The spine is makeup of a column of vertebrae separated by disks. The foramen is an opening or hole formed between 2 adjacent vertebrae. The boundaries of the foramen are cephalic: upper vertebral body pedicle, superior: facet joint/superior articular process, caudal: lower vertebral body pedicle and inferiorly the vertebral bodies and disk. The medial aspect of the foramen is the spinal canal and transversing nerve root. Blood vessels and spinal nerve pass through the foramen out of the spine.
For example the L4-5 foramen is formed between the L4 and L5 vertebrae. The boundaries of the L4-5 foramen are cephalic: L4 pedicle, superior: L4-5 facet joint/ L5 superior articular process, caudal: L5 pedicle and inferiorly the L4 and L5 vertebral bodies and L4-5 disk. The medial aspect of the foramen is the spinal canal and L5 transversing nerve root. Blood vessels and L4 spinal nerve pass through the foramen.
If the foramen decrease in size the exiting nerve root will be pinched and may cause radicular symptoms such as pain, numbness and weakness in the leg. Common causes of foramina stenosis (tightness) include bone spurs, synovial cysts, foramina disk herniation, spondylolisthesis (upper vertebrae slips forward on the lower vertebrae") and spinal stenosis.
Laminotomy and Foraminotomy
Foraminotomy is a surgical procedure done to open tight foramen and unpinch the exiting nerve root. Traditionally this was done with a laminotomy. We will use the L4-5 level as an example. The patient would be placed under general anesthetic and positioned face down. The back was cleaned and draped. The L4-5 level would be located with fluoroscopy x-ray machine. A large 2 to 3 inch midline skin incision was made to identify the L4 and L5 lamina. Part of the L4 and L5 lamina and facet joint were removed with the drill and bone cutting instruments. This would give access to the L4-5 foramen. Kerrison punches, biting instruments, are stuck into the foramen to remove bone spurs or disk herniation to relieve pressure on the disk. This is done blindly. There is no way to see in and through the foramen. The patient is usually admitted overnight for observation and discharged home the next day.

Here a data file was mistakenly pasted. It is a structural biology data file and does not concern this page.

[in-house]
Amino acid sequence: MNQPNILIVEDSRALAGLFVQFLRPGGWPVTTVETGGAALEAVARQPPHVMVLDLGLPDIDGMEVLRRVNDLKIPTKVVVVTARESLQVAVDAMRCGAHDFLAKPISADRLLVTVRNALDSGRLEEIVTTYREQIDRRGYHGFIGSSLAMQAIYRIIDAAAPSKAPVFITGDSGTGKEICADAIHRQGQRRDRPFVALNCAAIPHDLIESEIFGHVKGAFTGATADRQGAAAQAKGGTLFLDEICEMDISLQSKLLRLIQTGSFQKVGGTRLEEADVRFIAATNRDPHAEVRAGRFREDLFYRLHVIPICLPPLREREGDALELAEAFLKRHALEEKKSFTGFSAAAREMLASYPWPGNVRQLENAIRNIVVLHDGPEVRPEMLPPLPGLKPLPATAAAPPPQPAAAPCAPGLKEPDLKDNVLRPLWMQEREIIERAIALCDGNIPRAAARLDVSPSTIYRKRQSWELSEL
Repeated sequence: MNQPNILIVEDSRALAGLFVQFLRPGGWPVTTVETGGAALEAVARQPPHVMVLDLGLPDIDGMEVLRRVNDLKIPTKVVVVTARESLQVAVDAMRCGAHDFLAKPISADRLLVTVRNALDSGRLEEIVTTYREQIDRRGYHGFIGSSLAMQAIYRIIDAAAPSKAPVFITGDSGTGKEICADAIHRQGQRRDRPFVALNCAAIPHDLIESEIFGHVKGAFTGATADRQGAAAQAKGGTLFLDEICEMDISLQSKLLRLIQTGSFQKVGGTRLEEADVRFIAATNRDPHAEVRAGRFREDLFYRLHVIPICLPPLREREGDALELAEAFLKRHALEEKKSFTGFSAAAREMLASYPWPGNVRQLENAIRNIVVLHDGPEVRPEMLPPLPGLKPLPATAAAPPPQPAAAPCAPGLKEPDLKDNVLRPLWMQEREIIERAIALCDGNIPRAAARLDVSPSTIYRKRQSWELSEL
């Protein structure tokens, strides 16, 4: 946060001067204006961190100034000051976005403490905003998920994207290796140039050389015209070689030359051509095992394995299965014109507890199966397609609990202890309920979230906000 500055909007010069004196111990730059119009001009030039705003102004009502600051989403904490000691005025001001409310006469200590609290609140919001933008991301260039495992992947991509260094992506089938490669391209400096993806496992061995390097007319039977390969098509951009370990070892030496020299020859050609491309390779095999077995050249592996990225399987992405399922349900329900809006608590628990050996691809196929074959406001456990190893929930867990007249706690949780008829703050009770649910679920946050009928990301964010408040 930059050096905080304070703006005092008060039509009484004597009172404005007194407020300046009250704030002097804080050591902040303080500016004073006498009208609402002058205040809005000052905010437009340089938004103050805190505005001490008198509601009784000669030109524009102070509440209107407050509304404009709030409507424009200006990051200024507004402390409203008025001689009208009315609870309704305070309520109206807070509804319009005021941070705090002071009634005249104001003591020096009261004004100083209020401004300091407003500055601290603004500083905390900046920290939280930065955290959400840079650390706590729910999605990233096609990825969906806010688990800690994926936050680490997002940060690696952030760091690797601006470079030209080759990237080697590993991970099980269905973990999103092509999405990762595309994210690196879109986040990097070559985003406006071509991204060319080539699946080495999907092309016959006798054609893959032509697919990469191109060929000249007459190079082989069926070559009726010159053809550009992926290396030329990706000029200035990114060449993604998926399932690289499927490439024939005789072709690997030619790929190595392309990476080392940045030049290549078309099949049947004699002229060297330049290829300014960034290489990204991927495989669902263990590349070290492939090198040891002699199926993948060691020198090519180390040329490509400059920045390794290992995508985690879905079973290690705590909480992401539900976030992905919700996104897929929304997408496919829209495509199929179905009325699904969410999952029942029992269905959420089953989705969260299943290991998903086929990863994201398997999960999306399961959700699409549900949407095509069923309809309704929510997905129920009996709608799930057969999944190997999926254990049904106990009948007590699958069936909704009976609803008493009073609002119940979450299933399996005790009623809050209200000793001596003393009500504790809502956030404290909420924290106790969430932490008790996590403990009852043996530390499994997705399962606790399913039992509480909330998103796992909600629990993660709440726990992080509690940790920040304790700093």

This now be done percutaneously with the endoscope. This if often called Laser Spine Surgery. This procedure is much less painful and can be done away under twilight anesthesia. It also allows direct visualization through the foramen. After the patient is prepped and draped, a spinal needle is place 10-12 cm off midline under fluoroscopic guidance through the L4-5 foramen onto the L5 vertebrae. A K-wire is placed through the needle and the needle is removed. A small 1/3 inch incision is made. The soft tissues are dilated with a series of dilators. A access port is placed over the dilators into the foramen. An endoscope is used to visualize foramen and inside the spinal canal. The foramen is opened up with special bone cutting instruments and electric drill. Bone spurs, disk herniations, synovial cysts can be removed under direct visualization. After decompression is completed, the access tube is removed and single suture and bandaid is placed to close the small incision. The patient is discharged home same day, 1 to 2 hours after surgery.